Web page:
NBC: Twitter alerted us to Guy Adams’ tweets
Twitter has been thrown under the bus by NBC, which said Twitter first alerted the network to the tweets of a journalist, who was then suspended from Twitter.
Guy Adams, the Los Angeles correspondent for the British publication The Independent, had been criticizing NBC since Friday through both Twitter and articles. He was suspended Sunday after tweeting out the corporate email address of NBC Olympics President Gary Zenkel.
Initially, NBC said it reported Adams’ tweet to Twitter, which began the process that ended in Adams’ suspension.
Posting a user’s private information is a violation of Twitter’s terms of service, and Twitter requires that the user who was the target of the violation, or someone on behalf of the user, be the one to report the violation.
But the The Telegraph is now reporting that NBC says it was Twitter that first noticed Adams’ tweets.
NBC Sports’ Christopher McCloskey, vice president of communications, told The Telegraph that Twitter contacted NBC Sports’ social media department regarding Adams’ tweets, which then led to the violation report.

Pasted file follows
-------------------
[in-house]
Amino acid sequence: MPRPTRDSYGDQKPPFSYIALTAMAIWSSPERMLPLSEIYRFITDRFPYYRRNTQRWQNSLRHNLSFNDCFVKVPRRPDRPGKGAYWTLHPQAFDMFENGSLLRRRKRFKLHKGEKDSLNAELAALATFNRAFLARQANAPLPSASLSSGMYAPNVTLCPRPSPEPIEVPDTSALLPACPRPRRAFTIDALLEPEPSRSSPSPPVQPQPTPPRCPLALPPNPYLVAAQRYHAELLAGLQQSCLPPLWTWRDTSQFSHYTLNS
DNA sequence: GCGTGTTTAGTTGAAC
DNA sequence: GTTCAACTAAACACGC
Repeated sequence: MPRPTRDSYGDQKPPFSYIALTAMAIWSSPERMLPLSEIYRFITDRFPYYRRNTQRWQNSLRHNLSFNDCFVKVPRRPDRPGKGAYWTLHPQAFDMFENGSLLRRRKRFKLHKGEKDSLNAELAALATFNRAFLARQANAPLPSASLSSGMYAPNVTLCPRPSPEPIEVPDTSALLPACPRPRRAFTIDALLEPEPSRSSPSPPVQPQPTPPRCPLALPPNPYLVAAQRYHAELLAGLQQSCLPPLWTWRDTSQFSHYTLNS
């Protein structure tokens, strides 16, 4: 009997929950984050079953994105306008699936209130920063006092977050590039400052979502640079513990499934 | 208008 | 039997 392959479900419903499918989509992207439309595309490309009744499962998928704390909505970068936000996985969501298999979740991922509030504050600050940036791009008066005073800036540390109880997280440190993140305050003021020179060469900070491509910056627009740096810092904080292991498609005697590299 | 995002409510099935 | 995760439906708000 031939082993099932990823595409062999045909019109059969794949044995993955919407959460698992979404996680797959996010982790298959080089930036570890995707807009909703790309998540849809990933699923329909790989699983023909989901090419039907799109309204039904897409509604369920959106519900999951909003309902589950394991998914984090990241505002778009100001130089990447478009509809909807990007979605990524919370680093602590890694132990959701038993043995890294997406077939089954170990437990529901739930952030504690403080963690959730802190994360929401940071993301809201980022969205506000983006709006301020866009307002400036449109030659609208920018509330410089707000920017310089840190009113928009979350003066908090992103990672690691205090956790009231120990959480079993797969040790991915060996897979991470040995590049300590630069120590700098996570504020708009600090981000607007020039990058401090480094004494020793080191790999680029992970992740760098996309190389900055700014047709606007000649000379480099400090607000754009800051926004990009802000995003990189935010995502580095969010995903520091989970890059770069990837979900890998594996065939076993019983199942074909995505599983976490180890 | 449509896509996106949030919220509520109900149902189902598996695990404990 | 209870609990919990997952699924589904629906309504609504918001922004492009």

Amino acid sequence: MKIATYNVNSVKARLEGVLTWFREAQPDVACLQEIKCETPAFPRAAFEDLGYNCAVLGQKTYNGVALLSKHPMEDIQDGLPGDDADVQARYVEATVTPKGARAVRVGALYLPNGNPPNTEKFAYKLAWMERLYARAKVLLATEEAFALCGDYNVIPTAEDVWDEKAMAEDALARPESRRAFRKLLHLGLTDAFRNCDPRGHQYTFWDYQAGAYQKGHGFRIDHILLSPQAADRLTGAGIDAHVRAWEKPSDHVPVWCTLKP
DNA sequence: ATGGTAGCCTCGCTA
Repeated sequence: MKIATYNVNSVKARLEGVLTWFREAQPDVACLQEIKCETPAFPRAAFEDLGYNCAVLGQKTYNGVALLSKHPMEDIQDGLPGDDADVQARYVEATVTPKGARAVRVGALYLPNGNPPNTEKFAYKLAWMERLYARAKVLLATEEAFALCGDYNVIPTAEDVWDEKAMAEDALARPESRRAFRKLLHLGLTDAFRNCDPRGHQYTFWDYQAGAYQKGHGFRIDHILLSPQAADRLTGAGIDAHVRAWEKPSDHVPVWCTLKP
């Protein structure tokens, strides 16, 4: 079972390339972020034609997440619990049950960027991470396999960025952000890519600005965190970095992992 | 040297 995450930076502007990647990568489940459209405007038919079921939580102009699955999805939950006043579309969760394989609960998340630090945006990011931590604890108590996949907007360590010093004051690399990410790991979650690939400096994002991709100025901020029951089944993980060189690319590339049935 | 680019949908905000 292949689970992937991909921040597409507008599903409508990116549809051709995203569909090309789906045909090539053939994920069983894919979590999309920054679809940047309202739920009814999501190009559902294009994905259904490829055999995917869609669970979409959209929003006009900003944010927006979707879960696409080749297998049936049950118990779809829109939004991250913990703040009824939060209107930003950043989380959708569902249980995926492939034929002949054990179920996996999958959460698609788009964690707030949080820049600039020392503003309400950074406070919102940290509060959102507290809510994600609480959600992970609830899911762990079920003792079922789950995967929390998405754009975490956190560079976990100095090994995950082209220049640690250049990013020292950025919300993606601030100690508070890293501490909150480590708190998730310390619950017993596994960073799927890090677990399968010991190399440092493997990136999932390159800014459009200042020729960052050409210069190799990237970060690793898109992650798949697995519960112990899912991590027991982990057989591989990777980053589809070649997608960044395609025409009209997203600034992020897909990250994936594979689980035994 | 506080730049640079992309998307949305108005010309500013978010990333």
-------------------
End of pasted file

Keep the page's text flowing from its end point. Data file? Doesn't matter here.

“Our social media dept was actually alerted to it by Twitter and then we filled out the form and submitted it,” McCloskey wrote in an email to The Telegraph.
If that’s true, it seems hypocritical of the social media site. Sure, NBC filed the report, but only after Twitter gave the network a heads-up about the tweets. It’s just one step away from clear-cut Big Brother activity.
I’ve contacted Twitter about the new claims but have not heard back. We will post an update should the company respond.
As for Adams, his Twitter account remains suspended. He said Twitter has told him that his account can be reinstated if confirms that he has read and understands Twitter’s rules, but at this point, Adams said promising Twitter he won’t do what he did again would set “a very ugly precedent.”
“If what NBC is saying is true, it undermines everything that Twitter stands for and is an absolute disgrace and will aggravate many millions of its users,” he told the Telegraph.
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